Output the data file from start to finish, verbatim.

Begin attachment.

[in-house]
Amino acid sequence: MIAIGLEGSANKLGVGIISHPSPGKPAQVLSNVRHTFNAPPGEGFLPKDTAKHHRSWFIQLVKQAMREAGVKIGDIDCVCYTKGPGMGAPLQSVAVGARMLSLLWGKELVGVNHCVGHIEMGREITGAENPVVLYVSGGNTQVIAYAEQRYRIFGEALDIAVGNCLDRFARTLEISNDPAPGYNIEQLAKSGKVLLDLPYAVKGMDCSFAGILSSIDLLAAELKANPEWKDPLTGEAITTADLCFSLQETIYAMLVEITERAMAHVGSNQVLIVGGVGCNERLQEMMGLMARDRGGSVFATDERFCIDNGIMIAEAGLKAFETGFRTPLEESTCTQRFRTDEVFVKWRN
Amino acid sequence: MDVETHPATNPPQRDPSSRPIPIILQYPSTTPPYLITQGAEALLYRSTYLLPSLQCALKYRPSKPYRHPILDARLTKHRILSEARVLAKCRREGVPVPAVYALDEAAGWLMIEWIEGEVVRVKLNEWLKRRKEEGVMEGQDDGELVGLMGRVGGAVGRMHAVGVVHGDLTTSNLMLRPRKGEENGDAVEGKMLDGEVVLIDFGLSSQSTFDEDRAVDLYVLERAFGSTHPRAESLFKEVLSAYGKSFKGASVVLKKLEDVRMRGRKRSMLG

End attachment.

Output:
[in-house]
Amino acid sequence: MIAIGLEGSANKLGVGIISHPSPGKPAQVLSNVRHTFNAPPGEGFLPKDTAKHHRSWFIQLVKQAMREAGVKIGDIDCVCYTKGPGMGAPLQSVAVGARMLSLLWGKELVGVNHCVGHIEMGREITGAENPVVLYVSGGNTQVIAYAEQRYRIFGEALDIAVGNCLDRFARTLEISNDPAPGYNIEQLAKSGKVLLDLPYAVKGMDCSFAGILSSIDLLAAELKANPEWKDPLTGEAITTADLCFSLQETIYAMLVEITERAMAHVGSNQVLIVGGVGCNERLQEMMGLMARDRGGSVFATDERFCIDNGIMIAEAGLKAFETGFRTPLEESTCTQRFRTDEVFVKWRN
Amino acid sequence: MDVETHPATNPPQRDPSSRPIPIILQYPSTTPPYLITQGAEALLYRSTYLLPSLQCALKYRPSKPYRHPILDARLTKHRILSEARVLAKCRREGVPVPAVYALDEAAGWLMIEWIEGEVVRVKLNEWLKRRKEEGVMEGQDDGELVGLMGRVGGAVGRMHAVGVVHGDLTTSNLMLRPRKGEENGDAVEGKMLDGEVVLIDFGLSSQSTFDEDRAVDLYVLERAFGSTHPRAESLFKEVLSAYGKSFKGASVVLKKLEDVRMRGRKRSMLG